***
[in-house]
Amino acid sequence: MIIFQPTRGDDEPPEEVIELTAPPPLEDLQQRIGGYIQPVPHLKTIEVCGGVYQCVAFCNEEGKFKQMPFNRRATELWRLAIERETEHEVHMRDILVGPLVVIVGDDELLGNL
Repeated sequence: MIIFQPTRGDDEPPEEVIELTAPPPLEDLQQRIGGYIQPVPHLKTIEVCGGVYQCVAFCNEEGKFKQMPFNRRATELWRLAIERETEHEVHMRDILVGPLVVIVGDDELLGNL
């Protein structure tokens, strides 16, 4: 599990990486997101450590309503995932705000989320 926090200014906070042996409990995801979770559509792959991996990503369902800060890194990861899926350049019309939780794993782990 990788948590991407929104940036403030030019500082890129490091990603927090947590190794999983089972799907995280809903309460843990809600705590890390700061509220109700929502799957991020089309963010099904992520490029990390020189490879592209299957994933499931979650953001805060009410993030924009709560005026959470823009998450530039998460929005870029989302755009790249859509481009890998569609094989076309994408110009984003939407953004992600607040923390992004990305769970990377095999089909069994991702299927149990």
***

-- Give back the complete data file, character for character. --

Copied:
[in-house]
Amino acid sequence: MIIFQPTRGDDEPPEEVIELTAPPPLEDLQQRIGGYIQPVPHLKTIEVCGGVYQCVAFCNEEGKFKQMPFNRRATELWRLAIERETEHEVHMRDILVGPLVVIVGDDELLGNL
Repeated sequence: MIIFQPTRGDDEPPEEVIELTAPPPLEDLQQRIGGYIQPVPHLKTIEVCGGVYQCVAFCNEEGKFKQMPFNRRATELWRLAIERETEHEVHMRDILVGPLVVIVGDDELLGNL
């Protein structure tokens, strides 16, 4: 599990990486997101450590309503995932705000989320 926090200014906070042996409990995801979770559509792959991996990503369902800060890194990861899926350049019309939780794993782990 990788948590991407929104940036403030030019500082890129490091990603927090947590190794999983089972799907995280809903309460843990809600705590890390700061509220109700929502799957991020089309963010099904992520490029990390020189490879592209299957994933499931979650953001805060009410993030924009709560005026959470823009998450530039998460929005870029989302755009790249859509481009890998569609094989076309994408110009984003939407953004992600607040923390992004990305769970990377095999089909069994991702299927149990």